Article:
In this episode on Easter Sunday, we have a fireside chat with podcast host, Hillary Blackburn.
Great article: HBR’s What Will U.S. Health Care Look Like After the Pandemic? Robert S. Huckman
We’ve been talking about redesigning healthcare for a while now, and there’s nothing like a pandemic to accelerate it into a recreate mode. Crisis has increased demand for healthcare workers due to increasing cases and hospitalizations. To meet that demand, healthcare staff have been redirected from elective treatments (scheduled surgeries, etc) to care for COVID-19 pts. In some states, like NY, they’ve even allowed 4th year med students to graduate early to meet the frontline demand.
We’re also seeing regulations loosened to allow for expanded scope of practice. States are allowing professionals to practice across state lines to meet the demand.
Many regulations have been eased or suspended to improve patient care. For instance in TN:
Pharmacist: tech ratio
90 day supplies without authorization
Remote verification of prescriptions
Authorization for telehealth *this is not federal since they still require PartB providers
Pharmacists are stepping up across the country playing an invaluable role in getting patients their medications, navigating new COVID-19 treatment options, and managing drug shortages.
There are multiple reliable sources of information for COVID-19 including our associations – APhA even has CE, ASHP has drug shortage and treatment updatse
IDSA Infectious Disease Society of America released practice guidelines for COVID-19 on April 11
Agreed on 7 treatment options and that patients should be recruited into existing clinical trials to Many of the treatments have additional safety concerns and should be individualized based on symptoms and underlying health conditions.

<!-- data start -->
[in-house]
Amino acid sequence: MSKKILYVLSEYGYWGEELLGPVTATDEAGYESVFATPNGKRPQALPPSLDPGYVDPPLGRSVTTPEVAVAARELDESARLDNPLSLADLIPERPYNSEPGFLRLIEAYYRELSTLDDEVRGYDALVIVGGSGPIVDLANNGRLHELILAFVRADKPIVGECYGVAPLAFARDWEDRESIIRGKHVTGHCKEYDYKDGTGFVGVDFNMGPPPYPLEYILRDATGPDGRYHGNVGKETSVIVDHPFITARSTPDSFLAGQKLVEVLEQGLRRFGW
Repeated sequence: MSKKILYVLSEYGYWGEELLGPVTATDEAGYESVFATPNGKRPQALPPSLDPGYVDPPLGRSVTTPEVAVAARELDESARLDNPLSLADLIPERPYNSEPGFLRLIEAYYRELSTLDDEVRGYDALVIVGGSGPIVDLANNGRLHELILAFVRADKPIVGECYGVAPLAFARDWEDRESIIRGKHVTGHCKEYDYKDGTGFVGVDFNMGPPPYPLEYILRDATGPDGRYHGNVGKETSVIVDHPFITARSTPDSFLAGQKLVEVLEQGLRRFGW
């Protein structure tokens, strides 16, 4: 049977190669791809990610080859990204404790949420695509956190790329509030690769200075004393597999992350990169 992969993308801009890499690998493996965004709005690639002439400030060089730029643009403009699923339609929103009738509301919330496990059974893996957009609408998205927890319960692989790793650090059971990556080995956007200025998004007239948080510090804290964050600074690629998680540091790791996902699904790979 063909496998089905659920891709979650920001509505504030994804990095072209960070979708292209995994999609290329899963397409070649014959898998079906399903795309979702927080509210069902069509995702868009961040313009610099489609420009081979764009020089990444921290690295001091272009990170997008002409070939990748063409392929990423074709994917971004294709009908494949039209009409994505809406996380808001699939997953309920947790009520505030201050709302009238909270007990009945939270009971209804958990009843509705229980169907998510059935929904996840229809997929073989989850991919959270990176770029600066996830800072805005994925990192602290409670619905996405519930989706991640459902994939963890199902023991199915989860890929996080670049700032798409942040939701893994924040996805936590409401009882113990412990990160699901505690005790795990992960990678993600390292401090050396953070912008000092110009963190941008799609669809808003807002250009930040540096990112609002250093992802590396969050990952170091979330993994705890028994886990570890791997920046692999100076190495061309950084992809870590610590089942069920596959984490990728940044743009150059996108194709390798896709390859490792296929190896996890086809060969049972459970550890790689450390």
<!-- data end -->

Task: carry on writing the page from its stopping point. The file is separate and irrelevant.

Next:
For patients who have been admitted to the hospital and in the context of a clinical trial:
+ azithromycin (however, this combo increases the risk of QT prolongation and should really be reserved for those patients with bacterial pneumonia)
AGAINST the use of corticosteroids UNLESS with ARDS
APhA and other pharmacy associations have put together policy recommendations including:
Test and treatment of infectious diseases, such as flu, strep and COVID-19. Including allowing immunizations across all states
HHS has issued guidance to allow pharmacists to order and administer COVID-19 diagnostic tests. CVS and Walgreens have ramped up testing sites.
Ease operational workflows including allowing pharmacists to participate in telehealth and across state lines
Allow therapeutic substitutions for drug shortages
Reimburse for services provided within the scope
There has been a shortage of primary care workers for years, particularly as the Boomer generation continues to age. How can we continue to utilize nonphysicians – like pharmacists and others to fill in these gaps on this crisis is over?
What are some other ways that you think things will change in healthcare delivery once COVID-19 is resolved? Join the discussion on @talktoyourpharmacist FB page!